3:16 pm
4:00 pm
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Managing Agricultural Price Instability

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About the webinar

Managing agricultural price instability has been a major concern for policymakers since time immemorial. The last three centuries have been run through with lively controversies on the best way this could be achieved, as illustrated by the controversy between Galiani and Physiocrats. This longstanding debate ended in the 1980s when dominant thinking on the subject emerged in both academic and political circles. Since then, and despite a few discordant voices, the domination of this viewpoint has been so strong that almost all research on the topic has been abandoned. The debate was nevertheless reopened in the 2000s due to the recurrence of food price crises both in the Sahel and the Horn of Africa and on international markets. However, in this revived debate the thinking that has dominated for the past 30 years remained the main source of inspiration both for the recent report issued by 10 international organizations and for the G20 action plan (PDF).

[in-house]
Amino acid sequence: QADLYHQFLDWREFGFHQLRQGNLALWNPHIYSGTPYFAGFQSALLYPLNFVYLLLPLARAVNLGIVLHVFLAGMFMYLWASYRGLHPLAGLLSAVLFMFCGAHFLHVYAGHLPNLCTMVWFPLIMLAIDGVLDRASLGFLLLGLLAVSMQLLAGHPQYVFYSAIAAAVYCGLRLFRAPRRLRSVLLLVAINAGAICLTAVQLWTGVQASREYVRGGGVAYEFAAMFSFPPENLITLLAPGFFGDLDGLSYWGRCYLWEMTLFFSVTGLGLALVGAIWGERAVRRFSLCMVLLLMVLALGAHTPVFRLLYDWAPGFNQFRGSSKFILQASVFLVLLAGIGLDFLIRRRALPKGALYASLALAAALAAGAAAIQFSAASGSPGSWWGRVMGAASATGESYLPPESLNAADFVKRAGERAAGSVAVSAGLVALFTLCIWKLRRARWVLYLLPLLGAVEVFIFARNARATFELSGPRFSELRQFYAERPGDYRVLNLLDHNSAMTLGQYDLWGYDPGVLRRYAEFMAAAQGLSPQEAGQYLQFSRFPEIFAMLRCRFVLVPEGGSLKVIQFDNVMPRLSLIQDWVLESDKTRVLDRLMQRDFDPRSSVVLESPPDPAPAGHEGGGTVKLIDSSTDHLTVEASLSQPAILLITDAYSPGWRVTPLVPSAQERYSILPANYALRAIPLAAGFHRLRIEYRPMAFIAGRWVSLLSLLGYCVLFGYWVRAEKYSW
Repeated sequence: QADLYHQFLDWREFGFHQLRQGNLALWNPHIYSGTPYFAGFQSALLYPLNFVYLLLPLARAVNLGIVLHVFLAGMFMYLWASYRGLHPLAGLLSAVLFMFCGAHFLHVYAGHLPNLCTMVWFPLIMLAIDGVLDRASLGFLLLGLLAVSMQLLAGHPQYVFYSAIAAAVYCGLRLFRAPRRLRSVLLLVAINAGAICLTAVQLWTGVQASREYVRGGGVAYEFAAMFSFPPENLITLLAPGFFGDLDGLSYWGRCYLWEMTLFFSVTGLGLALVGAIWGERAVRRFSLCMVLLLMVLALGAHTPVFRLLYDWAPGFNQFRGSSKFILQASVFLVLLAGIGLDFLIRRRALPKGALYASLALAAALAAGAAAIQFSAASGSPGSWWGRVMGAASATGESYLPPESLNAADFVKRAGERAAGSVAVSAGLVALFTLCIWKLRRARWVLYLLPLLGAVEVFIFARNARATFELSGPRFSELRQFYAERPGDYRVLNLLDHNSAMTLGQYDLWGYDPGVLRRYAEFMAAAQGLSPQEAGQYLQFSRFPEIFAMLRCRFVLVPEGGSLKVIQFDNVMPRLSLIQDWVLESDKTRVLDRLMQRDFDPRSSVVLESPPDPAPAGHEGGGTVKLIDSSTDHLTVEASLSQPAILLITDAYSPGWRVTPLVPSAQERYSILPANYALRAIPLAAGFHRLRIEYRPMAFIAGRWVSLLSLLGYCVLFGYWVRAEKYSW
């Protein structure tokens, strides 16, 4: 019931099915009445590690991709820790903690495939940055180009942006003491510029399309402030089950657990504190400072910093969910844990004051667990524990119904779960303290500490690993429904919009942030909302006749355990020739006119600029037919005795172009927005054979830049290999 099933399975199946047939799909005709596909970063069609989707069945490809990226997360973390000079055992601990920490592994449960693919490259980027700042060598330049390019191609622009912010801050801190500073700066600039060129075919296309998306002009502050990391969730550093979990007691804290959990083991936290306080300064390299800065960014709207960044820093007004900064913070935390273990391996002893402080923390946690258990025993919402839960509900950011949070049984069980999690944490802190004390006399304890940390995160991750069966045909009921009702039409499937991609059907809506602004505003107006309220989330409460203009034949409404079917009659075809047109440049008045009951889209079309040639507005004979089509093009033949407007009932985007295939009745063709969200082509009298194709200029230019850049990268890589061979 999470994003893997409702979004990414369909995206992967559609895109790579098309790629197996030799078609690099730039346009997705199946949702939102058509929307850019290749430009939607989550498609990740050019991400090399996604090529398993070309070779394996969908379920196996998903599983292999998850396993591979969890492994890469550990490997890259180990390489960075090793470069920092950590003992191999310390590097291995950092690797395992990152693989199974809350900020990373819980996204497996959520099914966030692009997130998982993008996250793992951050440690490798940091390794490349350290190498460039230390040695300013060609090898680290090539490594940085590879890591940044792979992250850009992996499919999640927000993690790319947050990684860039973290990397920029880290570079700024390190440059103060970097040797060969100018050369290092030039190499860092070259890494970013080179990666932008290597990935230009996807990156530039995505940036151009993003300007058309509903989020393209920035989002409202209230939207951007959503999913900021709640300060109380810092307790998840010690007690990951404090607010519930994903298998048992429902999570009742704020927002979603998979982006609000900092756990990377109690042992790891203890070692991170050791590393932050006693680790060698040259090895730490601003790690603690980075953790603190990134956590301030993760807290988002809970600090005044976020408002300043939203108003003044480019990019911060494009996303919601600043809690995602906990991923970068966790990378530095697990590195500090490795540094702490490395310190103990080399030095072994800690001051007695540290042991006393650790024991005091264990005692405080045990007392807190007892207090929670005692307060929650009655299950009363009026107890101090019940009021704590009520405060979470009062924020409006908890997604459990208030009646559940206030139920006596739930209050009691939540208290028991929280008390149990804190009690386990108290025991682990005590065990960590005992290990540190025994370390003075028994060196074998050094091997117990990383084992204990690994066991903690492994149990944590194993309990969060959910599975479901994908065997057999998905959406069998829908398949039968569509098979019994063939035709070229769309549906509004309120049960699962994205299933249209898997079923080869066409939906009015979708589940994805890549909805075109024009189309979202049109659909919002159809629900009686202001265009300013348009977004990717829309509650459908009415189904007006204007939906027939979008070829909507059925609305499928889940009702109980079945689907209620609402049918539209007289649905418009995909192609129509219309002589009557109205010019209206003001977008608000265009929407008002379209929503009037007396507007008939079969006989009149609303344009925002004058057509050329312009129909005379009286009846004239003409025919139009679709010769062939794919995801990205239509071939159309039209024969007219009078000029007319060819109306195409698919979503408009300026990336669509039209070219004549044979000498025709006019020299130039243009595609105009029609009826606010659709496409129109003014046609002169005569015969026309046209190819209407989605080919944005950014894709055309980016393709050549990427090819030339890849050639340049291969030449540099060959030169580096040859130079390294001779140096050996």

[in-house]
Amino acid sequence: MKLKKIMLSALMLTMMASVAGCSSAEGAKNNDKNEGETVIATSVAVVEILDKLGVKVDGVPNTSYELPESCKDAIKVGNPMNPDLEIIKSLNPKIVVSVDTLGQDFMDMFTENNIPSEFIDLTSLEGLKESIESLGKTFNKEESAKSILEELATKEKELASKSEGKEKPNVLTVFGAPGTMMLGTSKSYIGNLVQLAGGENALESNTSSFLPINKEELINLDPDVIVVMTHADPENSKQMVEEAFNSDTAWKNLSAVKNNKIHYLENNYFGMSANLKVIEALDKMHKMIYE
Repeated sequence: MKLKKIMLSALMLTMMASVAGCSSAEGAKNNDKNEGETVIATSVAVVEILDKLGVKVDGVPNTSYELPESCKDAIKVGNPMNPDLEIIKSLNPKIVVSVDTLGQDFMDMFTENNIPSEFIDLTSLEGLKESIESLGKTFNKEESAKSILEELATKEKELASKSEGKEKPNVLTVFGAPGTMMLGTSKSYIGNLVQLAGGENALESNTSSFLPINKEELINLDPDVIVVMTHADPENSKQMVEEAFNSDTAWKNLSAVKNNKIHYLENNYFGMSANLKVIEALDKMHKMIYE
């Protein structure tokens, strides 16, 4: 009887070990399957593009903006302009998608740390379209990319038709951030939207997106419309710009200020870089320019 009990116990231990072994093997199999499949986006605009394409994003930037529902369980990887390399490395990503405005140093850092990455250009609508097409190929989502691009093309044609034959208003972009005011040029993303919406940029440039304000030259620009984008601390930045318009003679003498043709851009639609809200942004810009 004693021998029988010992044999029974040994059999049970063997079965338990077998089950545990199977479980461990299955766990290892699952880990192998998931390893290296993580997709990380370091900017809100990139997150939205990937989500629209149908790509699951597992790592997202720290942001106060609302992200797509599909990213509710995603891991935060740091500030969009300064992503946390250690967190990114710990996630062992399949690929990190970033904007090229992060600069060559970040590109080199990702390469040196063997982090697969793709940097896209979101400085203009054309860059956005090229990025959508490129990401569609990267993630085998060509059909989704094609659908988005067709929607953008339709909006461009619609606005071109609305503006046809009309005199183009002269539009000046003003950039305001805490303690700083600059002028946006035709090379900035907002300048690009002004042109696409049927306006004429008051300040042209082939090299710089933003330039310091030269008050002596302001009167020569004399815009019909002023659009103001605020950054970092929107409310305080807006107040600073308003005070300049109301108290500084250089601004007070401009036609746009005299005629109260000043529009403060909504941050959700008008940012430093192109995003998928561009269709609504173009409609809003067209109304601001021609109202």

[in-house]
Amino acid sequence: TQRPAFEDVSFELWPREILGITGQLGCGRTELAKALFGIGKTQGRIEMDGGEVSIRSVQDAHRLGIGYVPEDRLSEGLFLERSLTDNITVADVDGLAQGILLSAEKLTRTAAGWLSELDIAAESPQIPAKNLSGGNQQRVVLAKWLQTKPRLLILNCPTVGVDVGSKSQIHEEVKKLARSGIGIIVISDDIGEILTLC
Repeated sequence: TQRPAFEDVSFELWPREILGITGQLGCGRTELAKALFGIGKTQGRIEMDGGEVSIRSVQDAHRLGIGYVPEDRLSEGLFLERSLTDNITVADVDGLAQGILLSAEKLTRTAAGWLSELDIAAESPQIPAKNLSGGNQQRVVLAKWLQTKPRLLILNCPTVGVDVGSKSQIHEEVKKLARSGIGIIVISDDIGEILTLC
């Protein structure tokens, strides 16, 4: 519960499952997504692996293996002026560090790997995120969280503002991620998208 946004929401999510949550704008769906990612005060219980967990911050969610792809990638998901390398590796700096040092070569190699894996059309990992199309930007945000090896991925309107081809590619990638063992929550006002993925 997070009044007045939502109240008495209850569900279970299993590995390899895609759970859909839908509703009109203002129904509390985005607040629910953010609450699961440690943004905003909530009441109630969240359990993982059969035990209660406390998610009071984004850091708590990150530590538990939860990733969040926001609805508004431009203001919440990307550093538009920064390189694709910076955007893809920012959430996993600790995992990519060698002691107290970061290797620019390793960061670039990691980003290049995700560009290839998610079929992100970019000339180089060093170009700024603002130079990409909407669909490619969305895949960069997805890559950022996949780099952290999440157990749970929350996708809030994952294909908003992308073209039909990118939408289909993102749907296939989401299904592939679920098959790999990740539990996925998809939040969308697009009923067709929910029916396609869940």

Based on a very extensive review of the theoretical and empirical literature, this webinar provides a critical assessment of the dominant thinking on the management of agricultural price instability as applied to grains. The presentation will begin by introducing the four pure strategies that can be combined to manage price instability (ABCD framework) before presenting the current line of dominant thinking as a subset of these strategies. We will then discuss the degree to which this school of thought’s underlying assumptions are satisfied and the consequences if they are not. It will then be clear that this line of thinking substantially underestimates (i) the magnitude of price instability generated by grain markets, (ii) the degree to which farmers and consumers in developing countries are exposed to this instability, and (iii) the resulting effects on welfare (including macroeconomic and long-term consequences). This will lead us to draw implications for national and international policies. The main arguments presented will be illustrated with data from Mali (West Africa).

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